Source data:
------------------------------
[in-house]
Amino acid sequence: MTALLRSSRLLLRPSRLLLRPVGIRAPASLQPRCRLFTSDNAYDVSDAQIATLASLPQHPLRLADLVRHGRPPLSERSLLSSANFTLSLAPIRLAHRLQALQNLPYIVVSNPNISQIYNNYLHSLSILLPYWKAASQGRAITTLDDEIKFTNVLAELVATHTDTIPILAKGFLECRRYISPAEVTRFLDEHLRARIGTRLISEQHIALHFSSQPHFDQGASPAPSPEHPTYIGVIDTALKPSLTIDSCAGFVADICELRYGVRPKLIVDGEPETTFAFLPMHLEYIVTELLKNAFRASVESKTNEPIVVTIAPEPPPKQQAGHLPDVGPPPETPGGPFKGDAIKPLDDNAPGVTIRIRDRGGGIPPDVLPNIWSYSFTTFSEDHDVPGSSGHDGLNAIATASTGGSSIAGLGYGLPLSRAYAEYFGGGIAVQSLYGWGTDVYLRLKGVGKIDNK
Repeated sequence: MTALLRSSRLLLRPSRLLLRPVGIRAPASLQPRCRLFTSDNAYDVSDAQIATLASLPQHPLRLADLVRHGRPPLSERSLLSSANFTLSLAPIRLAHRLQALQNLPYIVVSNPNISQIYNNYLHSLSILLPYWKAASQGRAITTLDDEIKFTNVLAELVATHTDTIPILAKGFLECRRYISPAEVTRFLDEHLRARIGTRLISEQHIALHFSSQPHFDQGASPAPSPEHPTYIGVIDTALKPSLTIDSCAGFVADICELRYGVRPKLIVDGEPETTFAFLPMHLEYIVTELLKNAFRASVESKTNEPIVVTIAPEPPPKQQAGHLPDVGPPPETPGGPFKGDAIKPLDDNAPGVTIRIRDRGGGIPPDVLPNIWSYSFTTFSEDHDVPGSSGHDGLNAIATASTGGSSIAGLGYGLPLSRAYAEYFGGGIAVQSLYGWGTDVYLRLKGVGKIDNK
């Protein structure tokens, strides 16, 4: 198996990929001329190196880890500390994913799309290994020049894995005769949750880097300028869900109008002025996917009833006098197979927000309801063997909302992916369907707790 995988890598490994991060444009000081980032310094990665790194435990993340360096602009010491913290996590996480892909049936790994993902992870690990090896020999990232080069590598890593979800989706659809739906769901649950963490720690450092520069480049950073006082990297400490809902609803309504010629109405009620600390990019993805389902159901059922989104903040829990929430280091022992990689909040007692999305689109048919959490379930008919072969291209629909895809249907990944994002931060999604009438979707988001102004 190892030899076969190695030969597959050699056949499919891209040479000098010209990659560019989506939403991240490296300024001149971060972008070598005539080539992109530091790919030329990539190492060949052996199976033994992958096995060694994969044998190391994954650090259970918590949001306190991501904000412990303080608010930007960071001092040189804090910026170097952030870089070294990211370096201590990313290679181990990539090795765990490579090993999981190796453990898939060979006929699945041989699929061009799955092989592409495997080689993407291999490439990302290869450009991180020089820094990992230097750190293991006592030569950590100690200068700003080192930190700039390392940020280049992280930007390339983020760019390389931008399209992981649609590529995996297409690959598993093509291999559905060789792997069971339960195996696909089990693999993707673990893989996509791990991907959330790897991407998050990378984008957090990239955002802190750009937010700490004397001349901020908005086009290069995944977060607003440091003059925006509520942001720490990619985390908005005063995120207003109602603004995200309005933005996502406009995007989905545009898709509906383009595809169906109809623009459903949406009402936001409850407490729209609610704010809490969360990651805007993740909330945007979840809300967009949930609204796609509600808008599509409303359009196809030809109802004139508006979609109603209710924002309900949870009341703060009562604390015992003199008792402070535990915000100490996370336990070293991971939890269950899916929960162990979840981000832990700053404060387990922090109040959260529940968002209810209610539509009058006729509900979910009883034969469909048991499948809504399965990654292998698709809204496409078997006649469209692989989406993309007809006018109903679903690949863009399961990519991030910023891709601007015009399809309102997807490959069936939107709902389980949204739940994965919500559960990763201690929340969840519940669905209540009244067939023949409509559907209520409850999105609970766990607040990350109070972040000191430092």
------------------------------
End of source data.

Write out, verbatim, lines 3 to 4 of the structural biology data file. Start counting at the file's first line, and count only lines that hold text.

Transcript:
Repeated sequence: MTALLRSSRLLLRPSRLLLRPVGIRAPASLQPRCRLFTSDNAYDVSDAQIATLASLPQHPLRLADLVRHGRPPLSERSLLSSANFTLSLAPIRLAHRLQALQNLPYIVVSNPNISQIYNNYLHSLSILLPYWKAASQGRAITTLDDEIKFTNVLAELVATHTDTIPILAKGFLECRRYISPAEVTRFLDEHLRARIGTRLISEQHIALHFSSQPHFDQGASPAPSPEHPTYIGVIDTALKPSLTIDSCAGFVADICELRYGVRPKLIVDGEPETTFAFLPMHLEYIVTELLKNAFRASVESKTNEPIVVTIAPEPPPKQQAGHLPDVGPPPETPGGPFKGDAIKPLDDNAPGVTIRIRDRGGGIPPDVLPNIWSYSFTTFSEDHDVPGSSGHDGLNAIATASTGGSSIAGLGYGLPLSRAYAEYFGGGIAVQSLYGWGTDVYLRLKGVGKIDNK
């Protein structure tokens, strides 16, 4: 198996990929001329190196880890500390994913799309290994020049894995005769949750880097300028869900109008002025996917009833006098197979927000309801063997909302992916369907707790 995988890598490994991060444009000081980032310094990665790194435990993340360096602009010491913290996590996480892909049936790994993902992870690990090896020999990232080069590598890593979800989706659809739906769901649950963490720690450092520069480049950073006082990297400490809902609803309504010629109405009620600390990019993805389902159901059922989104903040829990929430280091022992990689909040007692999305689109048919959490379930008919072969291209629909895809249907990944994002931060999604009438979707988001102004 190892030899076969190695030969597959050699056949499919891209040479000098010209990659560019989506939403991240490296300024001149971060972008070598005539080539992109530091790919030329990539190492060949052996199976033994992958096995060694994969044998190391994954650090259970918590949001306190991501904000412990303080608010930007960071001092040189804090910026170097952030870089070294990211370096201590990313290679181990990539090795765990490579090993999981190796453990898939060979006929699945041989699929061009799955092989592409495997080689993407291999490439990302290869450009991180020089820094990992230097750190293991006592030569950590100690200068700003080192930190700039390392940020280049992280930007390339983020760019390389931008399209992981649609590529995996297409690959598993093509291999559905060789792997069971339960195996696909089990693999993707673990893989996509791990991907959330790897991407998050990378984008957090990239955002802190750009937010700490004397001349901020908005086009290069995944977060607003440091003059925006509520942001720490990619985390908005005063995120207003109602603004995200309005933005996502406009995007989905545009898709509906383009595809169906109809623009459903949406009402936001409850407490729209609610704010809490969360990651805007993740909330945007979840809300967009949930609204796609509600808008599509409303359009196809030809109802004139508006979609109603209710924002309900949870009341703060009562604390015992003199008792402070535990915000100490996370336990070293991971939890269950899916929960162990979840981000832990700053404060387990922090109040959260529940968002209810209610539509009058006729509900979910009883034969469909048991499948809504399965990654292998698709809204496409078997006649469209692989989406993309007809006018109903679903690949863009399961990519991030910023891709601007015009399809309102997807490959069936939107709902389980949204739940994965919500559960990763201690929340969840519940669905209540009244067939023949409509559907209520409850999105609970766990607040990350109070972040000191430092």